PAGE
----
My first encounter with this was on Twitter, where there was some anger that Sia had cast a neurotypical actor in the role of the autistic character. There were people who felt that an autistic actor could and should have been given the role. The issue here is one of representation, something I will come back to shortly. It was this issue of representation that piqued my interest. It is fact that many, many autistic people struggle for acceptance in life generally. If you look back to when autism was first being recognised, by Hans Asperger in Germany, we see that autistic children were treated horribly, tortured and murdered by the Nazi regime in huge numbers. In America, huge numbers of autistic people, considered “feeble-minded” or “retarded” were forcibly sterilised as part of some stomach-churning eugenics agenda. When ABA “therapy” arose, autistic children were routinely shouted at, beaten and electrocuted as punishment for non-compliance with neurotypical behaviours. Many of the victims of this “therapy” have gone on to suffer from post-traumatic stress disorder. Autistic people have a higher incidence of depression, anxiety, and suicide than the general population. Autistic people have a higher chance of being unemployed than the general population. Taking all these things into account, it is fair to say that autistic people are an impoverished minority suffering from all kinds of discrimination, and who are under-represented in the workplace.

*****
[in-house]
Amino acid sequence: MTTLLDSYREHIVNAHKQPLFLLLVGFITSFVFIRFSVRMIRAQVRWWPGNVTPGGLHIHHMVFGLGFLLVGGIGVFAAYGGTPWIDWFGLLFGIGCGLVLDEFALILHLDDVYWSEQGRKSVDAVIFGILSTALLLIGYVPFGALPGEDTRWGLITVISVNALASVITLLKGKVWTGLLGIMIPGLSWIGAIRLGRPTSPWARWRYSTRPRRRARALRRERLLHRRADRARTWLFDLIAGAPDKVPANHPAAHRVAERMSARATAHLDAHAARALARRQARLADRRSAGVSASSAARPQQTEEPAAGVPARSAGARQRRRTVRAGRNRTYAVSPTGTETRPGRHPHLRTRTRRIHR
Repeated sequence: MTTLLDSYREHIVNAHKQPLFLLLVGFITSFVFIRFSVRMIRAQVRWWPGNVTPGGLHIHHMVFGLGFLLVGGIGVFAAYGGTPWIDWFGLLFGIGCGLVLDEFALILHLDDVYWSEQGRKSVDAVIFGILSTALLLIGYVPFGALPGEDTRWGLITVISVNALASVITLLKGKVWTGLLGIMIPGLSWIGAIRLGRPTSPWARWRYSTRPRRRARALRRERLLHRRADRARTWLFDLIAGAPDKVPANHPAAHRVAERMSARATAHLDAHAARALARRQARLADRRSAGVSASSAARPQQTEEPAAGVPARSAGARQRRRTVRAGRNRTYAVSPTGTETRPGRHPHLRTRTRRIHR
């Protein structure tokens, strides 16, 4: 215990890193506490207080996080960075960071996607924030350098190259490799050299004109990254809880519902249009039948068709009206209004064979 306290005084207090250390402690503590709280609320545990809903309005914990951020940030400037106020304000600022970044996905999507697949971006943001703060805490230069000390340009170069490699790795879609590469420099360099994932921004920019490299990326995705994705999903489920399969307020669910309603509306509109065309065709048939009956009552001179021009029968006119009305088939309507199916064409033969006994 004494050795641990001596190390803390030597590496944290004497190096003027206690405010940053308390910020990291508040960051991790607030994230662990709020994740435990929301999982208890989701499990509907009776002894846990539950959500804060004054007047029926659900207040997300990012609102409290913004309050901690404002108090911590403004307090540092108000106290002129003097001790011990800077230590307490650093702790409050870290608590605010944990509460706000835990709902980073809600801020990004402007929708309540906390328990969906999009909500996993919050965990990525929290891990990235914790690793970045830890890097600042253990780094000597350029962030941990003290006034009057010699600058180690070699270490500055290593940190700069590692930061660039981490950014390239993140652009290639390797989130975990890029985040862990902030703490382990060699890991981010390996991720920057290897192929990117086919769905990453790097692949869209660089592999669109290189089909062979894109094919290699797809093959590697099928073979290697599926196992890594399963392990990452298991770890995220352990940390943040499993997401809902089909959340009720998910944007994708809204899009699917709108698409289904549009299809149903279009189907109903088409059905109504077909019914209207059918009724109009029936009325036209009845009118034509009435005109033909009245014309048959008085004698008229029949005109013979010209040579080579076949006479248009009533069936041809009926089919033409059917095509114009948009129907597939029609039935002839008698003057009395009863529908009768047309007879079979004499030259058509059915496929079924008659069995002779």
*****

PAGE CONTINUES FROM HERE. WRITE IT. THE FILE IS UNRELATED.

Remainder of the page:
Sia, who has claimed her movie is a message of “love, love, love,” to autistic people has chosen to cast a neurotypical actor, Maddie Ziegler, in the autistic role. But there’s a background to this:
Initially, Sia tried to cast an autistic “friend” in the role, but found “casting someone at her level of functioning was cruel, not kind.” She cites this as the reason for her decision to cast a neurotypical actor in the role.
There is a further issue. While Sia has described her movie as “a love letter to caregivers and to the autism community,” she has also involved the organisation Autism Speaks in the project. Sia has denied the organisation was involved in production, but they have been involved in promoting the movie. Autism Speaks is almost universally despised by autistic people, for a number of reasons: They view autism as a disease for which they are actively trying to find a cure. They present autistic children as in some way broken, and portray autism as something that steals healthy children from their parents. They have previously backed the vile and discredited notion that autism is caused by vaccines. I’m aware I’m skimming over this a little; to be honest, books could be filled about the problems with Autism Speaks, but the organisation is not the focus of this blog. I’m just pointing out that Sia, for someone who claims to “love, love, love” autistic people, appears to have made serious error of judgement here.
So, here we have two main criticisms of Sia regarding this movie:
- She cast a neurotypical actor in the part of an autistic actor, and some people see this as wrong.
- She claims to be a friend of autistic people, with “love, love, love,”, but has involved Autism Speaks, which seems to seriously undermine that position.